An article by Nadya Natahadibrata, The Jakarta Post.

The first high-resolution global forest cover on Google Earth should be used as a tool to revive discussion over the country’s actual forest coverage and borders, environmentalists say.

“The government has never disclosed the methodology they use to calculate the annual number of total forest loss in the country, which according to them is only around 450,000 hectares,” Avi Mahaningtyas, adviser to the Climate and Land Use Alliance, said on Monday.

“This map opens the opportunity to clarify how many hectares of forest we have actually lost.”

As previously reported, a team of researchers from 15 universities — led by the University of Maryland and assisted by Google and NASA — published a study in Science Magazine, saying that of all countries, Indonesia, according to the Google forest map, had the largest increase of deforestation between 2000 and 2012.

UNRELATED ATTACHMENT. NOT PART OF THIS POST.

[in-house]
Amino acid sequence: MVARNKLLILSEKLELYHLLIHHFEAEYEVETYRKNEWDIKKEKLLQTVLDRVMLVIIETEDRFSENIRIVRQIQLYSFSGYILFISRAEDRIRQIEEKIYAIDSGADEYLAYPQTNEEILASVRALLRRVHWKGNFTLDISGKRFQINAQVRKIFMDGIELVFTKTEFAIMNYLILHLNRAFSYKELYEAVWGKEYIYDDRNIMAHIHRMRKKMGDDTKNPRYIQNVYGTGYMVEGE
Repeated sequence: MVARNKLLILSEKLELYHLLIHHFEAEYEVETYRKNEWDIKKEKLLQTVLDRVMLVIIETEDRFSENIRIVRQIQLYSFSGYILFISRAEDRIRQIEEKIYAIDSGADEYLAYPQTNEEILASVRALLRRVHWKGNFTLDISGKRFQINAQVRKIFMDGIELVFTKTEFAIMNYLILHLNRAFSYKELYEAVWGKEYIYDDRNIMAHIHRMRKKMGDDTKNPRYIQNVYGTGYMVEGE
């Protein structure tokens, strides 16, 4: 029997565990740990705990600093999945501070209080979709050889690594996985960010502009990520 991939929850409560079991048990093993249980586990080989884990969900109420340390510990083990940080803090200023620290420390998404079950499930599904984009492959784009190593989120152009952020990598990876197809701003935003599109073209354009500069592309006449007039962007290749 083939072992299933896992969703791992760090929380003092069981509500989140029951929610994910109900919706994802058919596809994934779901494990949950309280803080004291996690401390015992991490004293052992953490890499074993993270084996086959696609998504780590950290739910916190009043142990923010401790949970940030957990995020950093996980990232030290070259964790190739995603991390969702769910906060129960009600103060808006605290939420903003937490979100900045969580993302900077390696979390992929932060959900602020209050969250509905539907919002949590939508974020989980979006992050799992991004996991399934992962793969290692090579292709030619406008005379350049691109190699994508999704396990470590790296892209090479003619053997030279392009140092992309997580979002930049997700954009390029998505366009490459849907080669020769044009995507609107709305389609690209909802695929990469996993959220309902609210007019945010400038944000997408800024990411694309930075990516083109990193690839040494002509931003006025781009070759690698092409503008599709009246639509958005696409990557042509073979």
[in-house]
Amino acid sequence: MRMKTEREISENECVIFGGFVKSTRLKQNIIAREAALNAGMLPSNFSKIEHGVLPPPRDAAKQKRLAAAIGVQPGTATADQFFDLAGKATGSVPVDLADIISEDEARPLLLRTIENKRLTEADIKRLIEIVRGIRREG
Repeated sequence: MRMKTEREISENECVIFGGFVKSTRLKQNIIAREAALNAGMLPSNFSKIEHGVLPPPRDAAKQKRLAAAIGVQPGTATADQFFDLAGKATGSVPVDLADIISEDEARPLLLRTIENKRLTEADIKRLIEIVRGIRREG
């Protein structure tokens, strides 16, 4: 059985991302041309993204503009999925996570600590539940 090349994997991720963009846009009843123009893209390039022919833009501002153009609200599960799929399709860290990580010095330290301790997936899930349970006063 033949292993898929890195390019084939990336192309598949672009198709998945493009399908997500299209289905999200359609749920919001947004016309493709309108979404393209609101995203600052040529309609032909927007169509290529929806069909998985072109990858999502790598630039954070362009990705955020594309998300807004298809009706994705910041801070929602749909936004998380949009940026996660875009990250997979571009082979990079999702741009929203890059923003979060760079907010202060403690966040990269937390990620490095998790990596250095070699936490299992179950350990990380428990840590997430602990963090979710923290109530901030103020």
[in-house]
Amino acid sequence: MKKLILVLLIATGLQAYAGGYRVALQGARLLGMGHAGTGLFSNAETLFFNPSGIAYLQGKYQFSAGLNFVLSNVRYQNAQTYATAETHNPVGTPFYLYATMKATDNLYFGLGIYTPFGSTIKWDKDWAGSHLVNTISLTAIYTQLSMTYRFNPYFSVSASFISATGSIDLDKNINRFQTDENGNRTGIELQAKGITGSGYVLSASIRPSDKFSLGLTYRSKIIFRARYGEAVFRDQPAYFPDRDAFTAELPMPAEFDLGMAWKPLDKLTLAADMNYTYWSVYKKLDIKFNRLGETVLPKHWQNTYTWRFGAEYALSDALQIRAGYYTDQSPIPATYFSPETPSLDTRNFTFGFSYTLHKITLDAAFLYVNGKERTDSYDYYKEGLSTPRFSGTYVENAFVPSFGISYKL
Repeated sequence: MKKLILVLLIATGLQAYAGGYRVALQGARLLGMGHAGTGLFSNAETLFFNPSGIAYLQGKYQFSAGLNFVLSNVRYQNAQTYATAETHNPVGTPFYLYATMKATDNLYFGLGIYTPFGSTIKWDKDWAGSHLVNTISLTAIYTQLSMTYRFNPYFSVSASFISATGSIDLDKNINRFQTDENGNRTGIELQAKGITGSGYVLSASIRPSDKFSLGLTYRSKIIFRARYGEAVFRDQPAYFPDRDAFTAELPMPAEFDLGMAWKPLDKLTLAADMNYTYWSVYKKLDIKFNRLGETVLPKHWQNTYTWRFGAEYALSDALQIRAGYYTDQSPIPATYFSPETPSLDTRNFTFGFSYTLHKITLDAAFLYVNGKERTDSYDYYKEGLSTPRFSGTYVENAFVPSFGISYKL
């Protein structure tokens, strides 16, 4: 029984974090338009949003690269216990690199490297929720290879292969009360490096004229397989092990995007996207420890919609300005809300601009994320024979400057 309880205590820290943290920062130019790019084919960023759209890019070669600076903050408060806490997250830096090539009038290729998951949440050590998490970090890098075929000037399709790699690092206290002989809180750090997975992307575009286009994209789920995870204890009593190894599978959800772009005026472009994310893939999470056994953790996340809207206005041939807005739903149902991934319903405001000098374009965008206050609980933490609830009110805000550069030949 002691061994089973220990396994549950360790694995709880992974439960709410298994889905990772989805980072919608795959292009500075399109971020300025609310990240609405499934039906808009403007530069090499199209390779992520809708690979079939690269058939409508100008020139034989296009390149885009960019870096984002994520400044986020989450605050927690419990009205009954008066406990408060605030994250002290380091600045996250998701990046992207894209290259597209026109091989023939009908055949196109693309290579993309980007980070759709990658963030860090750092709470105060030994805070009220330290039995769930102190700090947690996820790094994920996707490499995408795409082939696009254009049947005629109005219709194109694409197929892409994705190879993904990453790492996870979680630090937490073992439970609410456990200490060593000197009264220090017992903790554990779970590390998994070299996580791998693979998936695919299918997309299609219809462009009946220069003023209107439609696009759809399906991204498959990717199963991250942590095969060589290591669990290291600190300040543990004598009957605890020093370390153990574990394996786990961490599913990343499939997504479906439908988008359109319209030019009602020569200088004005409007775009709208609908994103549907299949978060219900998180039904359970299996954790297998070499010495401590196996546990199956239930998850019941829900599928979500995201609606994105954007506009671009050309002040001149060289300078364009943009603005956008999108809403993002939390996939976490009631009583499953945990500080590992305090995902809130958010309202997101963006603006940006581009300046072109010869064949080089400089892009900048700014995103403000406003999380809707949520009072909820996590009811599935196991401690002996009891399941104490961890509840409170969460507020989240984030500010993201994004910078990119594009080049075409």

The country’s deforestation doubled from around 10,000 square kilometers (1 million hectares) per year between 2000 and 2003 to around 20,000 square kilometers of deforestation per year between 2011 and 2012. Indonesia, according to the study, lost 15.8 million hectares in total between 2000 and 2012, ranking fifth behind Russia, Brazil, the United States and Canada in terms of forest loss.

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